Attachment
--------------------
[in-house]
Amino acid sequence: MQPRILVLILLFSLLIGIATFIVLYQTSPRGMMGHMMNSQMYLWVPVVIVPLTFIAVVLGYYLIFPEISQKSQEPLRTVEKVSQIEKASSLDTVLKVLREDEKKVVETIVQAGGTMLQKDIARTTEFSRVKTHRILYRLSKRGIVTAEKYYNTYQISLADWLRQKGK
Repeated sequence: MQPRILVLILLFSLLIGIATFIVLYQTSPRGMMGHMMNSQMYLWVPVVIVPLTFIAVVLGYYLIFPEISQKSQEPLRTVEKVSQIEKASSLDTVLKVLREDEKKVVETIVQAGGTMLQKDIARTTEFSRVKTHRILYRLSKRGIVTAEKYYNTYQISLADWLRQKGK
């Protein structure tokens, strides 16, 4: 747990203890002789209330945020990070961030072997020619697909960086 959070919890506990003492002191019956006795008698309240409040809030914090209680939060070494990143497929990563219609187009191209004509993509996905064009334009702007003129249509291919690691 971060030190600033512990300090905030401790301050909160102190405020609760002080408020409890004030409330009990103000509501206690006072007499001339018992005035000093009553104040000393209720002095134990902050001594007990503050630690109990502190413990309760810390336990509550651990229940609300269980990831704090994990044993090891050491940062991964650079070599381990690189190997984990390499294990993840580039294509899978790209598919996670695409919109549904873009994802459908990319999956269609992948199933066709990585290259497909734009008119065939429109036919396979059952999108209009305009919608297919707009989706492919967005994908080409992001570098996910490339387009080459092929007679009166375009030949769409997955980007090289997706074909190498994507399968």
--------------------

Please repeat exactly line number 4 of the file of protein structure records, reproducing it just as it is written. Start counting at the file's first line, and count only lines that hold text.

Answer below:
């Protein structure tokens, strides 16, 4: 747990203890002789209330945020990070961030072997020619697909960086 959070919890506990003492002191019956006795008698309240409040809030914090209680939060070494990143497929990563219609187009191209004509993509996905064009334009702007003129249509291919690691 971060030190600033512990300090905030401790301050909160102190405020609760002080408020409890004030409330009990103000509501206690006072007499001339018992005035000093009553104040000393209720002095134990902050001594007990503050630690109990502190413990309760810390336990509550651990229940609300269980990831704090994990044993090891050491940062991964650079070599381990690189190997984990390499294990993840580039294509899978790209598919996670695409919109549904873009994802459908990319999956269609992948199933066709990585290259497909734009008119065939429109036919396979059952999108209009305009919608297919707009989706492919967005994908080409992001570098996910490339387009080459092929007679009166375009030949769409997955980007090289997706074909190498994507399968």